● Contrary to popular assumption, Betty White is not the oldest person ever to appear on the show.
No, the oldest performer ever to make a guest appearance was the legendary musical figure Eubie Blake, who was 92 when he appeared during the fourth season of the show.
● One episode of SNL will never be repeated: the episode hosted by Milton Berle in 1979.
Lorne Michaels was so opposed to booking Berle on the show, and working with him was reportedly such an ordeal that the episode has been figuratively buried. After it was aired the episode was stuck in a vault, where it remains never to be seen again—it’s not even included on the DVD collections!
● Some stars will always be glad they were not chosen for the cast of Saturday Night Live .
No one more than Lisa Kudrow and Jennifer Aniston, both passed over not long before they were cast in the blockbuster sitcom Friends. A detour to Saturday Night Live might not have hurt either of their careers, but being cast on the prime-time hit more than made up for the rejection. According to Kudrow, who lost out to Julia Sweeney, she’s thankful she didn’t get Saturday Night Live.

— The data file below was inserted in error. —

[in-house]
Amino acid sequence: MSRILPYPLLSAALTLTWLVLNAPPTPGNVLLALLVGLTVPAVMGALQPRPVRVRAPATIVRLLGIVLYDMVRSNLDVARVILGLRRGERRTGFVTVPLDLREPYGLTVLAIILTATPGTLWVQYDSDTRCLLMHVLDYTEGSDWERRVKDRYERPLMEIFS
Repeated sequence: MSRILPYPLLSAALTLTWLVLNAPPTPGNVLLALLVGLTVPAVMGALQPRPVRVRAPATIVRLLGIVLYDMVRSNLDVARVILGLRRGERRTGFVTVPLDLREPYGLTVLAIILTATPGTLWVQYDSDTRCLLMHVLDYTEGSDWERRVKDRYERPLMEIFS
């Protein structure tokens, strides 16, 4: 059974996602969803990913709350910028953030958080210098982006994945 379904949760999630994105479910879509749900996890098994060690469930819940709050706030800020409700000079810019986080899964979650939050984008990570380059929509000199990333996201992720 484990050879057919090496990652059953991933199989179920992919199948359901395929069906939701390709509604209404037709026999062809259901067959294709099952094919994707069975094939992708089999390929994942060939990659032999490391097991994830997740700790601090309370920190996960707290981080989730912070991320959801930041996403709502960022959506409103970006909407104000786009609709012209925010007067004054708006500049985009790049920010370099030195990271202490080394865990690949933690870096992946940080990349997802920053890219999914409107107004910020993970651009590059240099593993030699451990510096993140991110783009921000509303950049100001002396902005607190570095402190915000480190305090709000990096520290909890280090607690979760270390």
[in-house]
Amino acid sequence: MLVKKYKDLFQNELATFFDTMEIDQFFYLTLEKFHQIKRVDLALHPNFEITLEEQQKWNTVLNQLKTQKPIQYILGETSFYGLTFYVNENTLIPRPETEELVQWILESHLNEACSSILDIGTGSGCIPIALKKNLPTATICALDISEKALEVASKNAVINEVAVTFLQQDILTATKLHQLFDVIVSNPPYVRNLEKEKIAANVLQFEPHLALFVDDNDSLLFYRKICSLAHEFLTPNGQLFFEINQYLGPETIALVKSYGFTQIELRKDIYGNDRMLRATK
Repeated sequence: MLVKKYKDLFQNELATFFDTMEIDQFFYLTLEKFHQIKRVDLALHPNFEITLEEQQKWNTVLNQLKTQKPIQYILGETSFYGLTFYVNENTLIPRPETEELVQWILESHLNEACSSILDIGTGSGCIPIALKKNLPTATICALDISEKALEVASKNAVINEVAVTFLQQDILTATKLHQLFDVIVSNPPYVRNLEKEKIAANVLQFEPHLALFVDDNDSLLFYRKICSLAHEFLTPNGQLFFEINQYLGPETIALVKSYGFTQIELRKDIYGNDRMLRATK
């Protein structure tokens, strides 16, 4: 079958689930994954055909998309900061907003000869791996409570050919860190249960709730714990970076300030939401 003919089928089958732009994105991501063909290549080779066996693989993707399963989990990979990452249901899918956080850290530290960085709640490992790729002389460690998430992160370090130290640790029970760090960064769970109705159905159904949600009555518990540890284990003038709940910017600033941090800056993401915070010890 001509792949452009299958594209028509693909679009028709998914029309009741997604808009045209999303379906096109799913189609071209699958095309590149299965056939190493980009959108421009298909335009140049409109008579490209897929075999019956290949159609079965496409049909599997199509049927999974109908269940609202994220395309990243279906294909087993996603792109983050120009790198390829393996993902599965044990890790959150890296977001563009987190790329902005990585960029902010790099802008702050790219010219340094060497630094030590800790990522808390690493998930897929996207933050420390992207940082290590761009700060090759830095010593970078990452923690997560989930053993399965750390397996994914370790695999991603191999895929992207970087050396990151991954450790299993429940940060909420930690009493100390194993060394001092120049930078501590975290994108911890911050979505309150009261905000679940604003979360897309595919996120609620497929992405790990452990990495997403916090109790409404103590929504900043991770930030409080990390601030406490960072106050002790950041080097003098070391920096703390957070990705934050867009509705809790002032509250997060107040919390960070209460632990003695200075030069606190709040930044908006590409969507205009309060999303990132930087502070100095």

● “Coneheads,” those hugely popular recurring characters from the show’s first five years, started out as “Pinhead Lawyers of France.”
Dan Aykroyd, who was chiefly responsible for the idea, envisioned characters whose heads were four inches higher than normal so they’d touch the top of the TV screen. But network censors worried that real “pinheads” might be offended, and Aykroyd realized it might look like ridicule of a physical deformity, so the Coneheads’ origin was relocated to a fictitious distant planet (though family members continued to claim “France” as their birthplace).
● Most of the musical acts featured on SNL are paid virtually nothing for their performances.
Somewhere along the line it was determined by NBC research that a shot on SNL always meant a healthy spike in album sales for the artists featured, so the musical segment became a virtual profit center for the show, with some labels even helping to foot the bill for production costs. It’s still considered one of the great showcases in music.
● Bill Hader’s break-ups as “Stefon,” the New York partyboy, were real, but he needed special dispensation to do them.
Lorne Michaels has a longstanding rule against actors laughing at their own jokes, especially since it often looks fake to viewers and belongs to the “old school” of comedy. But writer John Mullany would often—at the last minute before “air,”—insert something into Hader’s script to crack him up. The worst Hader ever lost it as Stefon was when he saw on the cue cards that a Jewish vampire was going by the name of “Sidney Applebaum.”